A brief look at Tulsa’s history, and it’s not at all a good one.
The black neighborhood in Tulsa was known as “Greenwood” because Greenwood Avenue ran through it. Approximately 10,000 African Americans lived there. While there were large numbers of black people who lived in poverty in the area, the business district was its own complete city. There were dozens of black-owned businesses. Every kind of small business — grocery stores, beauty shops, jewelry stores, photography studios, tailor shops, and much more — a large number of restaurants, and a 750-seat theatre, the Dreamland Theater “that offered live musical and theatrical revues as well as silent movies accompanied by a piano player.” There were two black-owned newspapers. There were 15 African American physicians’ offices. A hospital. A large number of churches. A library. And a 54-room hotel, the Stradford Hotel.
During the night and the following day, the white mob invaded Greenwood. They pulled residents out of their homes and beat and killed them, including old people and children. They torched every building. Black people escaping Greenwood were arrested by the Oklahoma National Guard, who locked masses of them up in holding centers and only released them when white people stepped forward and vouched for individual black people.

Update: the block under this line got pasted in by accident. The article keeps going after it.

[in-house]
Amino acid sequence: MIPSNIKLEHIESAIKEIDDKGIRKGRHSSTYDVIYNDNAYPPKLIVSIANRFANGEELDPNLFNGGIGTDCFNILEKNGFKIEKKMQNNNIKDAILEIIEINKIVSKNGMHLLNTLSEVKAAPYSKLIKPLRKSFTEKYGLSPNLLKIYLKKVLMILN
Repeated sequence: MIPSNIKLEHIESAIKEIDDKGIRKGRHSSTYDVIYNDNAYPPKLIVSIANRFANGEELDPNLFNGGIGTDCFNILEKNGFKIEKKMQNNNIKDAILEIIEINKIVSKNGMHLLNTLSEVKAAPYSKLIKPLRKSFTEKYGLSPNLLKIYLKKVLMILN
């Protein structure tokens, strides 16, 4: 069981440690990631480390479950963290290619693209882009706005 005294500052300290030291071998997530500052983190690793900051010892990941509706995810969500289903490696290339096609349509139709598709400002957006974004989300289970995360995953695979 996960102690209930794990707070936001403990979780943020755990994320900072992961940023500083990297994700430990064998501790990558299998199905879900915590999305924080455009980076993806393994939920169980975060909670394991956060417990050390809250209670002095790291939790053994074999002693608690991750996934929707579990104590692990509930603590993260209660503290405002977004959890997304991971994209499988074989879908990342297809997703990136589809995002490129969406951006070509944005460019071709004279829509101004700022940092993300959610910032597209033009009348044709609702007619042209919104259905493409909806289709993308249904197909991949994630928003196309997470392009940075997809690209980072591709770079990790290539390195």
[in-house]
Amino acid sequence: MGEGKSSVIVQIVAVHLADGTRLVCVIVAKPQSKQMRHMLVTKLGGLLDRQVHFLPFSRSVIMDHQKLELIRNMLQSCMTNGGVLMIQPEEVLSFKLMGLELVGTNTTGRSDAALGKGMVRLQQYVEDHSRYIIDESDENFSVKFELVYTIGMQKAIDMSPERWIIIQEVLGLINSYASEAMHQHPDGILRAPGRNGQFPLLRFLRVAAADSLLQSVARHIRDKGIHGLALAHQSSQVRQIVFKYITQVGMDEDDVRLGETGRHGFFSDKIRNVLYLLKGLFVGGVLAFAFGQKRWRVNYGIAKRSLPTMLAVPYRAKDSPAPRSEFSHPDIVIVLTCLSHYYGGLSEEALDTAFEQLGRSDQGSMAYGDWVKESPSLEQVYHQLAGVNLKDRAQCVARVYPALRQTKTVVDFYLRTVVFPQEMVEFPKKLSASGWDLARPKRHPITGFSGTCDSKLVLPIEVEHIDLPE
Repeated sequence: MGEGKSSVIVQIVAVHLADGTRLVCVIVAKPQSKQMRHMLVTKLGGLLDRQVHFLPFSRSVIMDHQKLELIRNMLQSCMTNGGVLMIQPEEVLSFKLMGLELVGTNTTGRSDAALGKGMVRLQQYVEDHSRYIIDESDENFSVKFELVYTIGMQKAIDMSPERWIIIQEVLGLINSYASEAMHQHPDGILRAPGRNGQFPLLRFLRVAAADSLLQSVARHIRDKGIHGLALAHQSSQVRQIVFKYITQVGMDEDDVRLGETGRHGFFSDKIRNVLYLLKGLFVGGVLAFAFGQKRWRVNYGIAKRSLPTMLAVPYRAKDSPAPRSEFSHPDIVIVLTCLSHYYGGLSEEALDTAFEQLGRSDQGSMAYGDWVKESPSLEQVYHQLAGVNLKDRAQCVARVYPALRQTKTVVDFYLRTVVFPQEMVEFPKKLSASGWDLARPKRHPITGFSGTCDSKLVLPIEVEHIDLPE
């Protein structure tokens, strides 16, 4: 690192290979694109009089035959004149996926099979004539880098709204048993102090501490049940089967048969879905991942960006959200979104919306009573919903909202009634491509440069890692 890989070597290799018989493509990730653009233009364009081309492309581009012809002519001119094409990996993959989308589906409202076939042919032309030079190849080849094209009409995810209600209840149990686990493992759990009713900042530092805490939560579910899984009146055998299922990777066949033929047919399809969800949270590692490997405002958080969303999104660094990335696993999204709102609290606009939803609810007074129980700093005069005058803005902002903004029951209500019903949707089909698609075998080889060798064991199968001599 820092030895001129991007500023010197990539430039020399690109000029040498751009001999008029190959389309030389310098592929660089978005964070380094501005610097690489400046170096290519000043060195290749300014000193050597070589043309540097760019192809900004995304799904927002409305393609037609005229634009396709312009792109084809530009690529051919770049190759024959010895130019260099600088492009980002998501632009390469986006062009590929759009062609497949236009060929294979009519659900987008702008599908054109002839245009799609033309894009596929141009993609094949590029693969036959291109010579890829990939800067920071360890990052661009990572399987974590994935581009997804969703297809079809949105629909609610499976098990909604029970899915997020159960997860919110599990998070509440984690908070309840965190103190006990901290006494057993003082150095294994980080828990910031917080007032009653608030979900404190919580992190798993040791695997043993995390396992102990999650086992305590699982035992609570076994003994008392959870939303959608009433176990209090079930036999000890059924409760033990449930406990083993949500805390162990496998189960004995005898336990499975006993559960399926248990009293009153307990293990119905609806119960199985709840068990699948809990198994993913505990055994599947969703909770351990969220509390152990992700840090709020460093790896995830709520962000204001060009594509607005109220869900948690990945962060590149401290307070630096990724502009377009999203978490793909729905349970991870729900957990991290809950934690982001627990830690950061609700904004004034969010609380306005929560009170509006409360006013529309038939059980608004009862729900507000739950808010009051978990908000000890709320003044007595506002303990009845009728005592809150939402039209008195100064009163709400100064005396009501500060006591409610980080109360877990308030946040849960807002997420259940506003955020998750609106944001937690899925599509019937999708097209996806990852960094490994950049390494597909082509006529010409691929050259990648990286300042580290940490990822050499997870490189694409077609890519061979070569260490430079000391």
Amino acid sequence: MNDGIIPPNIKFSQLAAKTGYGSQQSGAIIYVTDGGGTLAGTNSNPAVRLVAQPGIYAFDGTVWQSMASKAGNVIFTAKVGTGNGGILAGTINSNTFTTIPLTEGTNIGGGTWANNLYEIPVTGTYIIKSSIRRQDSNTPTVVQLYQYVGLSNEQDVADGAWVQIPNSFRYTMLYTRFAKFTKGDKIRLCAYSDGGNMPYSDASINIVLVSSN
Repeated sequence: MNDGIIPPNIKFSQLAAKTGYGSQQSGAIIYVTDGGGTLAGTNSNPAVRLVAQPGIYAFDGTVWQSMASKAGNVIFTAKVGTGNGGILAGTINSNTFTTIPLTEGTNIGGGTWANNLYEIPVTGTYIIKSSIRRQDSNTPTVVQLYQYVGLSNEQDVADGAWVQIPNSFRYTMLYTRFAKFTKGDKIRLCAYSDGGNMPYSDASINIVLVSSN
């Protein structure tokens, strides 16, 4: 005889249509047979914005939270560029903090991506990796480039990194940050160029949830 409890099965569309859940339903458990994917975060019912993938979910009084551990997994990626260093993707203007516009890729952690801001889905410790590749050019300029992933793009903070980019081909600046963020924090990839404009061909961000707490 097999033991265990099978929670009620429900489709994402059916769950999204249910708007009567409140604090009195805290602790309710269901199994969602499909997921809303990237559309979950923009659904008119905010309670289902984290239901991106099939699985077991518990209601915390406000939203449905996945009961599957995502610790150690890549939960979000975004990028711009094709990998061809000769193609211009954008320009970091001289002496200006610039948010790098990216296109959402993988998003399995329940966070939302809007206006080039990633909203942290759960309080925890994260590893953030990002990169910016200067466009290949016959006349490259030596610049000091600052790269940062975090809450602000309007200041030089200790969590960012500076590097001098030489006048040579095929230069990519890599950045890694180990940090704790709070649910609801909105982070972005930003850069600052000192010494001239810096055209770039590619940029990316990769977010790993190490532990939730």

The best estimates are that 300 people died during the riot, and 1256 structures were torched. While the Red Cross provided relief efforts for those thousands of people who had been burnt out of their homes, for which the city and county paid into the Red Cross relief fund, no compensation was paid to the victims of the violence. In addition, not a single white person was held accountable for any of the crimes committed May 31-June 1.
I had never heard of this before, and it’s unconscionable that to this day, it’s barely acknowledged, and no restitution or compensation was ever offered. Tulsa’s history with people of colour is a dark and shameful one. It’s time to bring it all out into the light in the spirit of change, and one of those should be a vow to stop murdering people of colour. It’s been going on much too long, as the recent murder of Terence Crutcher demonstrates all too well.